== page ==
Experience with microarray-based comparative genomic hybridization for prenatal diagnosis in over 5000 pregnancies


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Abstract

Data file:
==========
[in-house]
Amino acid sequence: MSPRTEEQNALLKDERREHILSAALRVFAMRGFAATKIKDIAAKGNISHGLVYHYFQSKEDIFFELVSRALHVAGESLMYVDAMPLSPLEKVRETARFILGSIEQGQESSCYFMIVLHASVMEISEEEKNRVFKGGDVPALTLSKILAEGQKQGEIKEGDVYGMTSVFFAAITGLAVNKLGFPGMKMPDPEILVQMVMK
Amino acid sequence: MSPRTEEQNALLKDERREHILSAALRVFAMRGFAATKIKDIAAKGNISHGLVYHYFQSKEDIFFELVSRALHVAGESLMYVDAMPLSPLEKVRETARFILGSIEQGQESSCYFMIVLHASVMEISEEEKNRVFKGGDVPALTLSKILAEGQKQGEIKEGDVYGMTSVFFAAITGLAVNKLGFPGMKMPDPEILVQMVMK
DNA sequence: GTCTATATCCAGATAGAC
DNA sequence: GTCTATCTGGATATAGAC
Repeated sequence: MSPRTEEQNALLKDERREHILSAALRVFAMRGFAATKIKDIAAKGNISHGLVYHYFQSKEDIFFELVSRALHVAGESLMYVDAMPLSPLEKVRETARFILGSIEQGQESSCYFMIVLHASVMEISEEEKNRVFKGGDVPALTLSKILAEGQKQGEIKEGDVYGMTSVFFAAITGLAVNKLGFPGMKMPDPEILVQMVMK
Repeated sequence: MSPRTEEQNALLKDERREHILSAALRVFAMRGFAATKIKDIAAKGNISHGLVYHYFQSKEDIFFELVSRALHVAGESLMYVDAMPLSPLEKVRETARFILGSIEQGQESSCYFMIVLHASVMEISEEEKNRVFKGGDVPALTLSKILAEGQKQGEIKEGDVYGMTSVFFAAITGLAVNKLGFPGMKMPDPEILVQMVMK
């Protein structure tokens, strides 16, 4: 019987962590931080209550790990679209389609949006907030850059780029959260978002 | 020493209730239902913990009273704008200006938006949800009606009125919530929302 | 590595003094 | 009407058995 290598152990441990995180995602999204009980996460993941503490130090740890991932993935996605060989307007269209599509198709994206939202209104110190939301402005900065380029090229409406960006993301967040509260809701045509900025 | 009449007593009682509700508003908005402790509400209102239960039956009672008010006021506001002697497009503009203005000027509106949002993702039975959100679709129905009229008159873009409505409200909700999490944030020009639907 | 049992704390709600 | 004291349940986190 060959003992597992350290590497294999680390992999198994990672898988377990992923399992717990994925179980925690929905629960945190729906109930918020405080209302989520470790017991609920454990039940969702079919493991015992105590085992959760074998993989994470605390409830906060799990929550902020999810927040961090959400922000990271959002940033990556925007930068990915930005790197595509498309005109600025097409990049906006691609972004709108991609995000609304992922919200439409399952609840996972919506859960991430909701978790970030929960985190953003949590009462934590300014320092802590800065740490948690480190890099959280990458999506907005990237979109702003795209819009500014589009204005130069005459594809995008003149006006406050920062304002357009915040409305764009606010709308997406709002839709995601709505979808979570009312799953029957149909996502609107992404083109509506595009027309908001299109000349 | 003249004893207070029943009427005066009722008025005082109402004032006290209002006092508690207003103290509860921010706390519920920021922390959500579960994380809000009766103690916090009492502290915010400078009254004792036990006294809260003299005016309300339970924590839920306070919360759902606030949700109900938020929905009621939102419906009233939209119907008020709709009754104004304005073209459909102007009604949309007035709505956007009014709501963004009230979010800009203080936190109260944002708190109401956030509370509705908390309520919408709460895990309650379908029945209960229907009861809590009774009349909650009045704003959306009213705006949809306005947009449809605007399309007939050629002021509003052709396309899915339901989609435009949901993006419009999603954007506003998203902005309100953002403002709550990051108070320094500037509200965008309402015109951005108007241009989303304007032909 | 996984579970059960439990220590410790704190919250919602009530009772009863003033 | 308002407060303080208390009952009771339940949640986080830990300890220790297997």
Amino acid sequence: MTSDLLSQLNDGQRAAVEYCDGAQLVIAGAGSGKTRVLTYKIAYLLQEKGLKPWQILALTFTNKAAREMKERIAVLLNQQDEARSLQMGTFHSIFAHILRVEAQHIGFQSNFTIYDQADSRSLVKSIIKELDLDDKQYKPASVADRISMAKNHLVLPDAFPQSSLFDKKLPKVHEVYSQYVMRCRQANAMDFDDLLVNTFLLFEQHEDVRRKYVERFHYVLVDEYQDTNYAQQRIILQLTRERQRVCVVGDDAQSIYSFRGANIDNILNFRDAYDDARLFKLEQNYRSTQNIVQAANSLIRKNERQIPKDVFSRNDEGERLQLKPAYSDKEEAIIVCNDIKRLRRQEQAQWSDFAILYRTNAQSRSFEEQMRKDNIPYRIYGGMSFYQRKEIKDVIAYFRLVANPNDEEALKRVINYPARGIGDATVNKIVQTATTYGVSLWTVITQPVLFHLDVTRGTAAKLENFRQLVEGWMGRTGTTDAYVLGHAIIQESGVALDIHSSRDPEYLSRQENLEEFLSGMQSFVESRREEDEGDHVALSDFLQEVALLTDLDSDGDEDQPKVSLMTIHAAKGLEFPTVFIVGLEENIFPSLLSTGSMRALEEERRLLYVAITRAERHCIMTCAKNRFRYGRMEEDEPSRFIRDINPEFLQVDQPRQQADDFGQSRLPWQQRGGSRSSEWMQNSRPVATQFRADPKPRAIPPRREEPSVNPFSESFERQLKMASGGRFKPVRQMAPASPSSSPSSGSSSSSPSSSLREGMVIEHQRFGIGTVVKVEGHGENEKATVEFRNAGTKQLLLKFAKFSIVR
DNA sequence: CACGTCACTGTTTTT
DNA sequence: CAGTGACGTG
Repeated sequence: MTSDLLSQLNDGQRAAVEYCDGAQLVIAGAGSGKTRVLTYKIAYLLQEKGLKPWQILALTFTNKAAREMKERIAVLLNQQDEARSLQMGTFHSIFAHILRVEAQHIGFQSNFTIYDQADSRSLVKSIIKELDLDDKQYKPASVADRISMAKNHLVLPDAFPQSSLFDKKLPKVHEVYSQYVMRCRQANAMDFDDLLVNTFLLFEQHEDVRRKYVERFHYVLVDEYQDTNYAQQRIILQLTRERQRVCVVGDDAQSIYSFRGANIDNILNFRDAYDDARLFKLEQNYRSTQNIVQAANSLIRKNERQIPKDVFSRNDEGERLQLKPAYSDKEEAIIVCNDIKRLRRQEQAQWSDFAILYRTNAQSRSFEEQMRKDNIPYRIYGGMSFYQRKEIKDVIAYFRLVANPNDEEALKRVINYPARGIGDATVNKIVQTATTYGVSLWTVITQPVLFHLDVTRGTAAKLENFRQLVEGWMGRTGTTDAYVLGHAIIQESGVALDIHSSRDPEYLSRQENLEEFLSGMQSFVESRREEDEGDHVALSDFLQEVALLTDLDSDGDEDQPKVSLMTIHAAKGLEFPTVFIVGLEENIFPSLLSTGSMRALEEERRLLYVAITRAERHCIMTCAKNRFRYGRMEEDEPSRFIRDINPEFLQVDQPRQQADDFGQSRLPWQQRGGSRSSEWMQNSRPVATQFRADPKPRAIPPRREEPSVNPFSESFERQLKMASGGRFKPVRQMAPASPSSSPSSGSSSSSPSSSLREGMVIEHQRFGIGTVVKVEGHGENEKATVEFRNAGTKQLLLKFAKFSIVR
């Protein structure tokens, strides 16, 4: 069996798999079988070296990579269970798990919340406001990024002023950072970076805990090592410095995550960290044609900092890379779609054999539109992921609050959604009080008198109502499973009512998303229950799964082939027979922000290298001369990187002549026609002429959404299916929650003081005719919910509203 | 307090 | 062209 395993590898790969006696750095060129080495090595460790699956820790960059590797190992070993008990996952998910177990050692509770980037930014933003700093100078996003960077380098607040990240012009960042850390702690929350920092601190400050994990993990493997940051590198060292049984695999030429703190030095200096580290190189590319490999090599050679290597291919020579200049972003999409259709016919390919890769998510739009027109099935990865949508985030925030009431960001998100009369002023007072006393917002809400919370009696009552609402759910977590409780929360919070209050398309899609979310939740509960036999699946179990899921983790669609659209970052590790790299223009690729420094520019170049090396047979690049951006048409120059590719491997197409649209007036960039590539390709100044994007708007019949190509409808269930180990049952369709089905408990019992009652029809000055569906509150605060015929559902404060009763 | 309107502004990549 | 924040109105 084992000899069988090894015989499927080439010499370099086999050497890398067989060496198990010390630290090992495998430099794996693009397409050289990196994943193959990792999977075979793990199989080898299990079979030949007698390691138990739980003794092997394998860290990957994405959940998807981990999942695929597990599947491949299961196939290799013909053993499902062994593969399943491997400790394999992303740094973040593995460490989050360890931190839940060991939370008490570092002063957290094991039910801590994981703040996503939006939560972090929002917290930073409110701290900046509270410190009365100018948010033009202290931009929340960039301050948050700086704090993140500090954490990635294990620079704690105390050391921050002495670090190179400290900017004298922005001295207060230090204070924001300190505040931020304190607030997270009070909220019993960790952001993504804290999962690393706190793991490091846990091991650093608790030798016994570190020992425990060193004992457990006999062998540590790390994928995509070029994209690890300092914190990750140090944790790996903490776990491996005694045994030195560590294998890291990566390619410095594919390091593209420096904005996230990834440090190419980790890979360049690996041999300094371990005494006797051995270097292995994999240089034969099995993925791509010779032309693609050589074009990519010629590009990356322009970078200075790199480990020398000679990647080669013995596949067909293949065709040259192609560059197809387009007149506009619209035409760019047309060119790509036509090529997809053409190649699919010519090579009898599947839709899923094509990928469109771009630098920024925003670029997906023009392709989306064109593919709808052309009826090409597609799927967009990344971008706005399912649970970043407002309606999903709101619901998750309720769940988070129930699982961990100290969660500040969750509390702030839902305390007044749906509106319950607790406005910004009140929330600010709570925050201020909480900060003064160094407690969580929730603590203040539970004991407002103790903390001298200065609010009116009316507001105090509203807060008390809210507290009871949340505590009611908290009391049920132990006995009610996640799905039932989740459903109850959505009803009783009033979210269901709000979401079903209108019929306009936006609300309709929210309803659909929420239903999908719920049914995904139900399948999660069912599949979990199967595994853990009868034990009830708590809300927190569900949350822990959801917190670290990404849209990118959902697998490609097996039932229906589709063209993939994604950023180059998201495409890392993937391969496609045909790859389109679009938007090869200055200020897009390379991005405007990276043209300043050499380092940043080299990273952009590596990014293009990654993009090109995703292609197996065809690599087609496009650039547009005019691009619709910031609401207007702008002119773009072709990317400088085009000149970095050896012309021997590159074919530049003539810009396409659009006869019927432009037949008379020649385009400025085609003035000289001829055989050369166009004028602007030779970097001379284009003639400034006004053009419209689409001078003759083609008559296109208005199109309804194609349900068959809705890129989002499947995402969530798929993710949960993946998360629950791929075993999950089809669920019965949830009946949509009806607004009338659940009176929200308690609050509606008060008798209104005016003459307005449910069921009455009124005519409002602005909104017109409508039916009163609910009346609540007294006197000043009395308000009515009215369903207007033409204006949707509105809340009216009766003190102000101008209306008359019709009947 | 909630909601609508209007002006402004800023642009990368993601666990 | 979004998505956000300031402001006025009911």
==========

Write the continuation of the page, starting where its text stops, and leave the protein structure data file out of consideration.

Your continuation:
ObjectiveTo demonstrate the usefulness of microarray testing in prenatal diagnosis based on our laboratory experience.MethodsPrenatal samples received from 2004 to 2011 for a variety of indications (n = 5003) were tested using comparative genomic hybridization-based microarrays targeted to known chromosomal syndromes with later versions of the microarrays providing backbone coverage of the entire genome.ResultsThe overall detection rate of clinically significant copy number alterations (CNAs) among unbiased, nondemise cases was 5.3%. Detection rates were 6.5% and 8.2% for cases referred with abnormal ultrasounds and fetal demise, respectively. The overall rate of findings with unclear clinical significance was 4.2% but would reduce to 0.39% if only de novo CNAs were considered. In cases with known chromosomal rearrangements in the fetus or parent, 41.1% showed CNAs related to the rearrangements, whereas 1.3% showed clinically significant CNAs unrelated to the karyotype. Finally, 71% of the clinically significant CNAs found by microarray were below the resolution of conventional karyotyping of fetal chromosomes.ConclusionsMicroarray analysis has advantages over conventional cytogenetics, including the ability to more precisely characterize CNAs associated with abnormal karyotypes. Moreover, a significant proportion of cases studied by array will show a clinically significant CNA even with apparently normal karyotypes.

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